The other issue is that of rolling dice. In my youth, I had a six foot by four-foot table, which had six inches at each end marked off. This was to provide room for boxes of soldiers, reserves, rules, drinks and the rolling of dice. If the whole table is required for deployment (and even a twelve base army needs some room) then one’s dice rolling activities have to be on the battlefield, and, usually, the dice roll either onto the more important bits of the action (potentially displacing toy soldiers, of course) or land up on the floor. I know that dice rolling trays are available, and I might yet invest in one, but I would have to put it down somewhere.

Finally, of course, there is the fact that a wargamer is always looking for the biggest, the best, and the shiniest. Most wargamer’s collections seem to grow rather than shrink. Mine is no exception, but I really, really have sworn off expansion on any major scale. I am planning to have firstly, a lot more wargames (justifying the investment in real estate) and to expand my rebasing project, to include my extant Muscovites, Poles, Ottomans, Mughal and other Indians, Vietnamese, Chinese and, yes, you’ve guessed it, Tibetans. But I have no real expectation that an expansion in numbers will be required, except on a very modest scale.

So, there you have it. This is my last territorial claim. My empire shall expand no further; it has hit the limits of resources and energy. With this I shall be satisfied. Twelve base renaissance armies are the bee’s knees; twenty base ancient armies are also the bee’s knees. I think we have a deformed bee, here, but you get the point. We go for quality, not quantity.

And you can believe all that if you will, but I cannot fit another table into the room.

Saturday 14 July 2018

Coldingham Conflict

So, what is going on here then?

This is, of course, the mock-up for the next Abbeys Campaign battle. The government forces are advancing from the north, nearest the camera, heading south to succour the English forces opposing the Armada break-away army landed at Whitby a couple of battles ago. The Scottish Catholic ‘rebels’ are advancing from the west, that is, from the right.

The point of conflict is the bridge at Coldingham. The government forces have to exit the table, along the road on the far side, right of the bridge, heading, naturally, south. The rebel forces have to stop them and nip the intervention in the bud.

The photograph is, as I mentioned, a mock-up. I have to make a few extra road sections to ensure everything fits. I would also like to paint up the six Scottish pike and six shot bases I have (half of which are on the painting stands as I type) but reflection on my painting to playing ratio suggests that perhaps having a wargame to keep the momentum going might be an idea. After all, I have a sufficiency (if not a surfeit) of pike and shot bases for the game, even if they are not specifically Scottish.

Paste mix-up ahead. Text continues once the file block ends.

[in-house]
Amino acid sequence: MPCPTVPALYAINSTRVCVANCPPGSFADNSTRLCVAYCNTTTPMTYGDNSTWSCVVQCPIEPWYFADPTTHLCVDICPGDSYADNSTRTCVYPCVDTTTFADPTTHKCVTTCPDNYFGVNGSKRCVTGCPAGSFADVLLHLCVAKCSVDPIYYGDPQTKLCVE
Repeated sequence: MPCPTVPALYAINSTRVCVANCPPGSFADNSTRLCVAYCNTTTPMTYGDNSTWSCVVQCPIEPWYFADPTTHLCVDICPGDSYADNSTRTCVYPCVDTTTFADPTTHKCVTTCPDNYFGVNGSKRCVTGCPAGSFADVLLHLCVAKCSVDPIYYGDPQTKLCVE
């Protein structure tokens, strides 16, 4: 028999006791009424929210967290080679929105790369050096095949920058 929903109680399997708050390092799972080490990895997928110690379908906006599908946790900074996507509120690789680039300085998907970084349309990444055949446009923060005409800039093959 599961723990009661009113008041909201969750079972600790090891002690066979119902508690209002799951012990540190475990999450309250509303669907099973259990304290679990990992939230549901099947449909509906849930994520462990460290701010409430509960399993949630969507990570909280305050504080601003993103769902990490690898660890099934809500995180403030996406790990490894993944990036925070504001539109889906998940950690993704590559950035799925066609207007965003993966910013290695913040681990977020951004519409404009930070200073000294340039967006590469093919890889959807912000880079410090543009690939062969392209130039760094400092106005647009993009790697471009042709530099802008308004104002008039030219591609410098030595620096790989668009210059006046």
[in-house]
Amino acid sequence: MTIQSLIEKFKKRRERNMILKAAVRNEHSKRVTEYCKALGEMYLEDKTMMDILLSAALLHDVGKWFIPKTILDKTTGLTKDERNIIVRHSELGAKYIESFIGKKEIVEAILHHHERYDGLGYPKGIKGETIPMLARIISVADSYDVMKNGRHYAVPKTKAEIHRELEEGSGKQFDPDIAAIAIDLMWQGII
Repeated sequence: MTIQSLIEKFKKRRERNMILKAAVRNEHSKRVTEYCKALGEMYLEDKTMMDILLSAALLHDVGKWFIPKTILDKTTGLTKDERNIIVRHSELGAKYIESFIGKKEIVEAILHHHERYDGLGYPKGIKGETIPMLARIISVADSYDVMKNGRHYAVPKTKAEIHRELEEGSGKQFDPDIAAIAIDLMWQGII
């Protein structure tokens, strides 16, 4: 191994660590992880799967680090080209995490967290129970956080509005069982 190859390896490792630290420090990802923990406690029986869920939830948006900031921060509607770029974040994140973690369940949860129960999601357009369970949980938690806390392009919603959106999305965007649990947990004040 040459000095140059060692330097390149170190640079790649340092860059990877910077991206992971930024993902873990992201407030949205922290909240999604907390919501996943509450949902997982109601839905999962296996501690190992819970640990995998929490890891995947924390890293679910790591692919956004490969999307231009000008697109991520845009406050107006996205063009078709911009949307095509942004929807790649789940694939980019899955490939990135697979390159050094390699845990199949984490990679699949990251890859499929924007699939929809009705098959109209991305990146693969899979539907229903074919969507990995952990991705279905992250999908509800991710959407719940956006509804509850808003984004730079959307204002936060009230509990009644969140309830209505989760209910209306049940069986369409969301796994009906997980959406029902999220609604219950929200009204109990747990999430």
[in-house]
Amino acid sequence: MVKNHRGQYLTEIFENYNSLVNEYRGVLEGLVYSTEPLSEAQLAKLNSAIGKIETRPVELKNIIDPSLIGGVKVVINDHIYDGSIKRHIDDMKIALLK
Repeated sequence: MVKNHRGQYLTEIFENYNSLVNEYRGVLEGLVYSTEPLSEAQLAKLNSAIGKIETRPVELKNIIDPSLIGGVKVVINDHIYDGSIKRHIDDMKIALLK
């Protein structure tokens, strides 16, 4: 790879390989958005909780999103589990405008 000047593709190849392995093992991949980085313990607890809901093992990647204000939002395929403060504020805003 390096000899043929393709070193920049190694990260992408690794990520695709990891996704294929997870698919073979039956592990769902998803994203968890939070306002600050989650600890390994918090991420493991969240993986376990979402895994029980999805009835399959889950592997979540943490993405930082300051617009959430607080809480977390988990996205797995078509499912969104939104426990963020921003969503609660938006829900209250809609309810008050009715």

That, of course, raises another issue, that of the army lists for Scottish forces in the later sixteenth century. This suffers from a bit of a hole in history – the Scots were not really involved in any large-scale conflicts in the period. That is, from the defeat of the French in the early 1570’s, until the first Bishop’s War in 1639, there was no large-scale military activity in Scotland.

I use the term large scale advisedly. There was a lot of small-scale activity, on the Borders and, I imagine, in the Highlands and Islands. The Scots were also peripherally involved in the Tyrone Rebellion, both as suppliers of military hardware and as mercenaries. But it is not as if specific Scottish armies were involved.

This, incidentally, raises another marginally interesting issue. The DBR army lists for the ’Scots Common Army 1513 AD – 1602 AD’ claim that the Scots had no firearms up to the terminus date of the list. My limited historical resources would beg to differ. A ‘contemporary sketch’ of Carberry Hill, 15th June 1567 seems to me to clearly show Scottish foot armed with firearms:

According to Wikipedia (OK, not a great source), Mary had about 200 hagbutters at Carberry.  

Looking a bit further back in time, Caldwell observes that the Scots, in the aftermath of Pinkie and the mauling given to the army then (1547, as any wargamer will know) the Scots took a serious interest in hand firearms. Arran could (or did) deploy rather few, although handguns were not unknown in Scotland. As the Scots relied on the pike, it is possible that they simply did not fit the tactical plan.